The tailgate 24 is movable between a closed position shown in FIG. 1 and an open position shown in FIGS. 2 and 3.

The tracks 12 are secured to the appropriate surface by mechanical fasteners (not shown) such as bolts and/or rivets or welded in position. Alternatively, the tracks 12 can be unitarily formed with the side walls 18, the front wall 20, the bed surface and/or the tailgate 24. The vehicle 10 can be provided with the tracks 12 from the factory, or the tracks 12 can be added on to cargo area 16 of the vehicle 10 as an after-market installation. Regardless of the location, each of the tracks 12 are preferably all similar or the same.

As best shown in FIG. 4, each of the tracks 12 is basically a U-shaped channel that includes an open end 30, a pair of generally parallel side walls 32, a back wall 33, parallel outer wall portions 34 and inwardly extending projections 36. An elongated slot 38 is defined between the parallel outer wall portion 34 and the inwardly extending projections 36. The slot 38 has a width W1. The parallel side walls 32 and the parallel outer wall portion 34 define a hollow interior of the track 12. It should be understood from the drawings and the description herein that the profile of each of the tracks 12 is preferably uniform throughout their respective lengths. More specifically, the inwardly extending projections 36 and the parallel outer wall portions 34 preferably extend the entire length of the track 12.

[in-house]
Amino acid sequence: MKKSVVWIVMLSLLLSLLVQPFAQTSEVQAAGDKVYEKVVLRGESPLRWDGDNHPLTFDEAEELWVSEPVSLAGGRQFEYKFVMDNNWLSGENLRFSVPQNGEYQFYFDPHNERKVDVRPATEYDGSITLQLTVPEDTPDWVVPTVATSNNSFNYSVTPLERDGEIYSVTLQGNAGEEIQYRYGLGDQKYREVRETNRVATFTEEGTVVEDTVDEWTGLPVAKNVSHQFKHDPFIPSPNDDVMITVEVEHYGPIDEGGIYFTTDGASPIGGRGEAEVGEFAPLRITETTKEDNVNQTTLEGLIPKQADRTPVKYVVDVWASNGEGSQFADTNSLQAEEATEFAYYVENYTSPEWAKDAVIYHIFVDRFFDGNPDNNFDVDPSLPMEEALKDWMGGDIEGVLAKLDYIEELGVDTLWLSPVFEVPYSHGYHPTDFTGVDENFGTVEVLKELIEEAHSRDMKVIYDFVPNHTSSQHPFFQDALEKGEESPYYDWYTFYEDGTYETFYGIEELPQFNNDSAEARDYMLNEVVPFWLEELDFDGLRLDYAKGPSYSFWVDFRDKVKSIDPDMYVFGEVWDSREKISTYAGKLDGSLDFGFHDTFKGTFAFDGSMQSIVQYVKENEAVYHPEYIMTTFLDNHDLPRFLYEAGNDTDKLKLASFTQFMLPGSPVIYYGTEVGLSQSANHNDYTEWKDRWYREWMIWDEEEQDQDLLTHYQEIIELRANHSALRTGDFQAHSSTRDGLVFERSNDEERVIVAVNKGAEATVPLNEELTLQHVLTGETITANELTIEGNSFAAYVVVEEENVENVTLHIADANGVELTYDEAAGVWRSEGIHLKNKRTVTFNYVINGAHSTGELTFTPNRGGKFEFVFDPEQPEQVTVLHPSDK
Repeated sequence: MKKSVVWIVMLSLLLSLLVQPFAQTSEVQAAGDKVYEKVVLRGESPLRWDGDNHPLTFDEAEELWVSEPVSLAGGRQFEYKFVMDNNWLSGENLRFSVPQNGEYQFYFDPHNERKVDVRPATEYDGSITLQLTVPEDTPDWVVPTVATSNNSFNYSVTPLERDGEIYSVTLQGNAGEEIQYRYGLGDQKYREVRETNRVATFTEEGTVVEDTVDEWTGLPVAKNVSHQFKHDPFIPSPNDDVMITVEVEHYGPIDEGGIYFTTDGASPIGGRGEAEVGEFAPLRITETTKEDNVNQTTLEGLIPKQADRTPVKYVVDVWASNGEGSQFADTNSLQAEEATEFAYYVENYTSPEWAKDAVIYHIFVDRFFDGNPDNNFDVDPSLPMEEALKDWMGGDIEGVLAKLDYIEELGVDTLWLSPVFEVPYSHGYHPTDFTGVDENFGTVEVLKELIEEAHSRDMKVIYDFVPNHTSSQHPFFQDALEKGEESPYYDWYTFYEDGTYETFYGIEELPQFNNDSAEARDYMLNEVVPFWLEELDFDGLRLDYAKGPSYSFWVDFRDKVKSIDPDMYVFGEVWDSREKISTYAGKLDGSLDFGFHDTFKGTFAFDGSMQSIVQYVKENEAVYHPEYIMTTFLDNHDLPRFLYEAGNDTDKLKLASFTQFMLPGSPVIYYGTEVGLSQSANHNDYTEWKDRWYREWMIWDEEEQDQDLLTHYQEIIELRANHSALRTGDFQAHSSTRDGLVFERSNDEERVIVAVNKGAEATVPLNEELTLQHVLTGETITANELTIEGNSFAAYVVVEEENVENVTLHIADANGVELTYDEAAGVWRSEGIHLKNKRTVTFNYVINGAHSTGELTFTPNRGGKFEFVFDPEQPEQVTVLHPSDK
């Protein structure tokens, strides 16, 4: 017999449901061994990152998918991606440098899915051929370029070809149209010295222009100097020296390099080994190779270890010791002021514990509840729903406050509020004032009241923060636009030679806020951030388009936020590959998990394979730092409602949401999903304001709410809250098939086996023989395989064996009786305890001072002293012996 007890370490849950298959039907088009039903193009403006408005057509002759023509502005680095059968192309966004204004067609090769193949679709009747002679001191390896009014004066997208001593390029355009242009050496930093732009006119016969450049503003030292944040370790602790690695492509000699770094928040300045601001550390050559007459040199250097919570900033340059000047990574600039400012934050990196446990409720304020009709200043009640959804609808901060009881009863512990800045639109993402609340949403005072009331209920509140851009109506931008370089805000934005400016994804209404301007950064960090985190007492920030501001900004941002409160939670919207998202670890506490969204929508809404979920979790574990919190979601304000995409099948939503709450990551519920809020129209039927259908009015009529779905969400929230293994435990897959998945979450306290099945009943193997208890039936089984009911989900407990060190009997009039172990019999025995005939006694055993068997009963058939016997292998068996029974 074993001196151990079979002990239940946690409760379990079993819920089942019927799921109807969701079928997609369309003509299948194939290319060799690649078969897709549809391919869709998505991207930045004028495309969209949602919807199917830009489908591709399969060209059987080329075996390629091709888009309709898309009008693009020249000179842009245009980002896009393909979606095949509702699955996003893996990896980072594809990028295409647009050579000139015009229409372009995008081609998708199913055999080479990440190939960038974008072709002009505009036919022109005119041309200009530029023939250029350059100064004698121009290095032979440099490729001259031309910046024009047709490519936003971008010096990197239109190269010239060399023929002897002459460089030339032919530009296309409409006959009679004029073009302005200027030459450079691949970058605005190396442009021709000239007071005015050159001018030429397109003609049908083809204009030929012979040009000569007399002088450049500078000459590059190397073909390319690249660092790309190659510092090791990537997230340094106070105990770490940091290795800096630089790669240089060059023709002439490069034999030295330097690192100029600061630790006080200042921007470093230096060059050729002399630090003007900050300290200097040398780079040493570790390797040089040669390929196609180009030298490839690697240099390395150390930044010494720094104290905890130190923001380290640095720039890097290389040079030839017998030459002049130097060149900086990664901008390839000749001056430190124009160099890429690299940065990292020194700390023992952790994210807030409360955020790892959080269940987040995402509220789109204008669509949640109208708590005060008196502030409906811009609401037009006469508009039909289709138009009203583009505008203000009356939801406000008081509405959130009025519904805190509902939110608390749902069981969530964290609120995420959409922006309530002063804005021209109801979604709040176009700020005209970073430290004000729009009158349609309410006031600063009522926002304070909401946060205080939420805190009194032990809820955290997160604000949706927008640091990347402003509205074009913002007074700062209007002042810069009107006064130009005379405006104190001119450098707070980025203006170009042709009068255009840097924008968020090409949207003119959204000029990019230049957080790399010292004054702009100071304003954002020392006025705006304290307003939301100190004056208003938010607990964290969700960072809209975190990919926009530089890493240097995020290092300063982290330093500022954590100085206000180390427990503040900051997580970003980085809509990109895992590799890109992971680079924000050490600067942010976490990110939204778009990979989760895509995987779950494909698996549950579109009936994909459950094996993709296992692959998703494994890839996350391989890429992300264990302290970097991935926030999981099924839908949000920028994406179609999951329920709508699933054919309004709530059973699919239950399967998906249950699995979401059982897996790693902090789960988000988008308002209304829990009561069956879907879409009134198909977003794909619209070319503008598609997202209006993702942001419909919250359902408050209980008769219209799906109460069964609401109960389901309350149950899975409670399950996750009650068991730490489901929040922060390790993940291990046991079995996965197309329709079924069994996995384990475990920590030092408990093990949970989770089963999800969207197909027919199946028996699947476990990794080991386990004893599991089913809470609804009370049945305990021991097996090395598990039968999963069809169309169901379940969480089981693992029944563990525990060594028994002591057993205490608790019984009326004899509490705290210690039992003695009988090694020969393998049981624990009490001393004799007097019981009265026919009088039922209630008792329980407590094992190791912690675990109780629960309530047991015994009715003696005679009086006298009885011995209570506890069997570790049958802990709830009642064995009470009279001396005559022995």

It should be understood from the drawings that with the tailgate 24 in the closed position shown in FIG. 1, the open end 30 of each of the tracks 12 is blocked. As is described below, with the open end 30 blocked by the tailgate 24, the tie-down assemblies 14 cannot be slid out through the open end 30. Conversely, with the tailgate 24 in the open position shown in FIGS. 2 and 3, the tie-down assemblies 14 can slide out of the tracks 12 via the open end 30.

The vehicle 10 can be provided with a plurality of the tie-down assemblies 14. In a preferred embodiment, all of the tie-down assemblies 14 are identical. Therefore, description of one tie-down assembly 14 applies to all of the tie-down assemblies 14.